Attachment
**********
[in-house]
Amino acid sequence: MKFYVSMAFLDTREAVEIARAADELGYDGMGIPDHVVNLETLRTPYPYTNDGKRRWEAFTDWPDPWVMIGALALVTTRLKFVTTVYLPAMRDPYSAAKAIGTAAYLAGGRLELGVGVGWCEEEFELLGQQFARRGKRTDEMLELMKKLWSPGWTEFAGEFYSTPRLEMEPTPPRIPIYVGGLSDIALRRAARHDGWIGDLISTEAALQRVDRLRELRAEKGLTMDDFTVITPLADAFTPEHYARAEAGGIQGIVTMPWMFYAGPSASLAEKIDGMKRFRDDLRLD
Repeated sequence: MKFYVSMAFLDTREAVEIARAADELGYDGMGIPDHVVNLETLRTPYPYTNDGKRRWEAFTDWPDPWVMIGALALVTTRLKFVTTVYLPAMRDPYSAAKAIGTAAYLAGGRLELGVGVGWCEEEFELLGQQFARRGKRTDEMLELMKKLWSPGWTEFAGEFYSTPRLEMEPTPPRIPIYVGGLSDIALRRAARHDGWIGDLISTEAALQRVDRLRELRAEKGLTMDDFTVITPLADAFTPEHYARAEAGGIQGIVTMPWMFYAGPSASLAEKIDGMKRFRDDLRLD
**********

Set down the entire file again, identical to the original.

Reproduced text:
[in-house]
Amino acid sequence: MKFYVSMAFLDTREAVEIARAADELGYDGMGIPDHVVNLETLRTPYPYTNDGKRRWEAFTDWPDPWVMIGALALVTTRLKFVTTVYLPAMRDPYSAAKAIGTAAYLAGGRLELGVGVGWCEEEFELLGQQFARRGKRTDEMLELMKKLWSPGWTEFAGEFYSTPRLEMEPTPPRIPIYVGGLSDIALRRAARHDGWIGDLISTEAALQRVDRLRELRAEKGLTMDDFTVITPLADAFTPEHYARAEAGGIQGIVTMPWMFYAGPSASLAEKIDGMKRFRDDLRLD
Repeated sequence: MKFYVSMAFLDTREAVEIARAADELGYDGMGIPDHVVNLETLRTPYPYTNDGKRRWEAFTDWPDPWVMIGALALVTTRLKFVTTVYLPAMRDPYSAAKAIGTAAYLAGGRLELGVGVGWCEEEFELLGQQFARRGKRTDEMLELMKKLWSPGWTEFAGEFYSTPRLEMEPTPPRIPIYVGGLSDIALRRAARHDGWIGDLISTEAALQRVDRLRELRAEKGLTMDDFTVITPLADAFTPEHYARAEAGGIQGIVTMPWMFYAGPSASLAEKIDGMKRFRDDLRLD